Howard University Selects Ben Vinson III as New President

Vinson was previously a provost at Case Western Reserve University. He also founded the Center for Africana Studies at Johns Hopkins University.
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  • Vinson was born and raised in Washington, D.C., and said he has fond memories of visiting Howard's campus with his mother.
  • Howard University will be the first HBCU Vinson has led.
  • Vinson said he's studying Howard's history and is excited to lead an HBCU instead of networking with HBCUs.

Howard University, a historically Black college and university (HBCU) in Washington, D.C., is welcoming its new president, Ben Vinson III.

The university announced Tuesday that its board of trustees unanimously voted to appoint the Washington, D.C., native to the position after a yearlong search.

Vinson graduated from Dartmouth College in New Hampshire with a double major in history and classical studies with the highest honors and earned a doctorate in Latin American history, with distinction, at Columbia University in New York.

"Howard's incredible legacy, its remarkable trajectory, combined with the fine talent of its faculty and staff, situate Howard at the uppermost echelons of higher education," Vinson said in the press release announcing his appointment.

"I look forward to returning to the DMV, which I consider home, and working with the broader campus community to fortify Howard and help build upon its incredible tradition of delivering excellence, truth, and service to greater humanity."

According to the press release, Vinson said he remembers visiting Howard with his mother and being amazed by the number of Black students on one campus. He is also excited to share a Howard legacy with family graduates who told stories about the Mecca.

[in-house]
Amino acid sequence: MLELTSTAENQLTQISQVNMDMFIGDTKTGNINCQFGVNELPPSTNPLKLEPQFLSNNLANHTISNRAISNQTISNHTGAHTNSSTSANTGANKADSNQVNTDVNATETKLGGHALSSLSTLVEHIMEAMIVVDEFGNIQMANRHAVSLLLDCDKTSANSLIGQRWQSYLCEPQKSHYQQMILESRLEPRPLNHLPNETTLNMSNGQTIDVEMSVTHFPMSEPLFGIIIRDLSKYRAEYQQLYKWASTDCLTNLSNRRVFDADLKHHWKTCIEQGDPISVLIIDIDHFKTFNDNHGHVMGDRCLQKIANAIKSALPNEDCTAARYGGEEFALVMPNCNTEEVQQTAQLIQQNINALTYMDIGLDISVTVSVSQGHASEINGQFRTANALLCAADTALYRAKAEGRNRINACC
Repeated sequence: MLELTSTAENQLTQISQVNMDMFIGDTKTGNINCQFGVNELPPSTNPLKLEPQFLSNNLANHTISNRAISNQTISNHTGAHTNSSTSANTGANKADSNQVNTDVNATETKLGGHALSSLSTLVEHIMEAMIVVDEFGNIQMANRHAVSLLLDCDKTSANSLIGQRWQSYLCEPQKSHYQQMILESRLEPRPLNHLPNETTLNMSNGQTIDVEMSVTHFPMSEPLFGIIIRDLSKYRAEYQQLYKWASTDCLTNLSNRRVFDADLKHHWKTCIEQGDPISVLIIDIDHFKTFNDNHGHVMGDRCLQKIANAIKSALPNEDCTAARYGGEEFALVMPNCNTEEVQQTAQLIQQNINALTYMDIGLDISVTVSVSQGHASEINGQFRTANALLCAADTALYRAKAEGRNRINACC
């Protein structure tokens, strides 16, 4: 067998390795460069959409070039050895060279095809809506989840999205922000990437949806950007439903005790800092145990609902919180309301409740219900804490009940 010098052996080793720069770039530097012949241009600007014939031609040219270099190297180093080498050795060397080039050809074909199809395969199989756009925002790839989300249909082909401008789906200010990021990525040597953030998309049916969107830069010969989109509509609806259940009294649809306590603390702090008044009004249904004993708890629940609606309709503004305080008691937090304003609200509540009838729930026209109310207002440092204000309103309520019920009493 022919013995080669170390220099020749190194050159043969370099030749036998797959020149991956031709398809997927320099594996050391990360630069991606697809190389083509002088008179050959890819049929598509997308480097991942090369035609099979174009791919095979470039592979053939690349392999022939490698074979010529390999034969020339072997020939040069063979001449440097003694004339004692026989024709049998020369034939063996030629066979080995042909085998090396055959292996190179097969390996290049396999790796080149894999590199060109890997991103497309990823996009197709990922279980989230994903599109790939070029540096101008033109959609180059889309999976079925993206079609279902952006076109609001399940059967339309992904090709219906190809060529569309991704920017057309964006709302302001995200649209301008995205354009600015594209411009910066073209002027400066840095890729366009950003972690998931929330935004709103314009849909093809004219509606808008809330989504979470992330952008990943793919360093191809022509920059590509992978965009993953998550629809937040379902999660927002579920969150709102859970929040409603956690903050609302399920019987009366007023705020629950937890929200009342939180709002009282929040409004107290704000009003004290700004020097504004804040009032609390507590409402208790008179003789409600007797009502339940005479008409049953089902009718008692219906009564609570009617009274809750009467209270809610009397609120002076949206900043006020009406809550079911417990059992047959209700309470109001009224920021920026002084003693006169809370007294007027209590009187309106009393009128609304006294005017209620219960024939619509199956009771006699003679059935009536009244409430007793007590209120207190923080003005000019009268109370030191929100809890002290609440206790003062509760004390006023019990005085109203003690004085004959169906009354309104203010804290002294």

Before Howard, Vinson served as provost and executive vice president at Case Western Reserve University, a private university in Cleveland.

Before Case Western, he founded the Center for Africana Studies at Johns Hopkins University in Baltimore. He later became dean of George Washington University's Columbian College of Arts and Sciences.

"Both his academic research and the initiatives he's championed as a higher education leader have demonstrated his commitment to elevating the diversity of experiences of people of the African diaspora — a commitment that aligns well with Howard University's mission and vision," Laurence C. Morse, chair of the board, said in the press release.

In an interview with The Hilltop, Howard's independent student newspaper, Vinson said he still has much to learn. He has been researching Howard's history, preparing to lead at his first HBCU.

"I believe in paying it forward," he said to The Hilltop. "That's how I've lived my life, and I'm excited to get a chance now to apply all the things that I've learned to be on the other side — rather than creating consortiums and networks with HBCUs — to actually be at an HBCU."